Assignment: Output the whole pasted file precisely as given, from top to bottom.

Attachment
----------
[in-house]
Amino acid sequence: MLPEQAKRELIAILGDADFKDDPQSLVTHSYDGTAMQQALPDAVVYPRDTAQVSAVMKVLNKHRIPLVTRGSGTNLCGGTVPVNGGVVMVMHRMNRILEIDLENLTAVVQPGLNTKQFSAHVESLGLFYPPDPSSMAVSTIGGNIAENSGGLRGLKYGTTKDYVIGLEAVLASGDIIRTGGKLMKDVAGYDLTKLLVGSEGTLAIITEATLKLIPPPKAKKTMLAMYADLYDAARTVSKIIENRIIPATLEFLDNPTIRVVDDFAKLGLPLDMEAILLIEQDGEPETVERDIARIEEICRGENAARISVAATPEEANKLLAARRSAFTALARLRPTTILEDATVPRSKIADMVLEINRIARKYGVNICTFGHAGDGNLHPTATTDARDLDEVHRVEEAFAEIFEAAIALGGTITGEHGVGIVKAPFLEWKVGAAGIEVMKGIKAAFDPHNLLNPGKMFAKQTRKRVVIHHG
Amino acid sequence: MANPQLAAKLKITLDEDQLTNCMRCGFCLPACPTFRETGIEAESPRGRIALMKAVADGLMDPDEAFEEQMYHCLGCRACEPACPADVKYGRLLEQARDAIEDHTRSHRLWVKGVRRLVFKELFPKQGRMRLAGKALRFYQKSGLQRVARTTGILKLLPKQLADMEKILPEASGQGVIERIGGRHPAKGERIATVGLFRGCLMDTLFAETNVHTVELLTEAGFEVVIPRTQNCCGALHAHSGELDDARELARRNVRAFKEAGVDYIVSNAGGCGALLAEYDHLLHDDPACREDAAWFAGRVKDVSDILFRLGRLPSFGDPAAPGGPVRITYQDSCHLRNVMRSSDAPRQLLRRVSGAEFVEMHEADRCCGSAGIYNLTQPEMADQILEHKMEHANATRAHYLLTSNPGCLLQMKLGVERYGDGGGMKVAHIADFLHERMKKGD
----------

[in-house]
Amino acid sequence: MLPEQAKRELIAILGDADFKDDPQSLVTHSYDGTAMQQALPDAVVYPRDTAQVSAVMKVLNKHRIPLVTRGSGTNLCGGTVPVNGGVVMVMHRMNRILEIDLENLTAVVQPGLNTKQFSAHVESLGLFYPPDPSSMAVSTIGGNIAENSGGLRGLKYGTTKDYVIGLEAVLASGDIIRTGGKLMKDVAGYDLTKLLVGSEGTLAIITEATLKLIPPPKAKKTMLAMYADLYDAARTVSKIIENRIIPATLEFLDNPTIRVVDDFAKLGLPLDMEAILLIEQDGEPETVERDIARIEEICRGENAARISVAATPEEANKLLAARRSAFTALARLRPTTILEDATVPRSKIADMVLEINRIARKYGVNICTFGHAGDGNLHPTATTDARDLDEVHRVEEAFAEIFEAAIALGGTITGEHGVGIVKAPFLEWKVGAAGIEVMKGIKAAFDPHNLLNPGKMFAKQTRKRVVIHHG
Amino acid sequence: MANPQLAAKLKITLDEDQLTNCMRCGFCLPACPTFRETGIEAESPRGRIALMKAVADGLMDPDEAFEEQMYHCLGCRACEPACPADVKYGRLLEQARDAIEDHTRSHRLWVKGVRRLVFKELFPKQGRMRLAGKALRFYQKSGLQRVARTTGILKLLPKQLADMEKILPEASGQGVIERIGGRHPAKGERIATVGLFRGCLMDTLFAETNVHTVELLTEAGFEVVIPRTQNCCGALHAHSGELDDARELARRNVRAFKEAGVDYIVSNAGGCGALLAEYDHLLHDDPACREDAAWFAGRVKDVSDILFRLGRLPSFGDPAAPGGPVRITYQDSCHLRNVMRSSDAPRQLLRRVSGAEFVEMHEADRCCGSAGIYNLTQPEMADQILEHKMEHANATRAHYLLTSNPGCLLQMKLGVERYGDGGGMKVAHIADFLHERMKKGD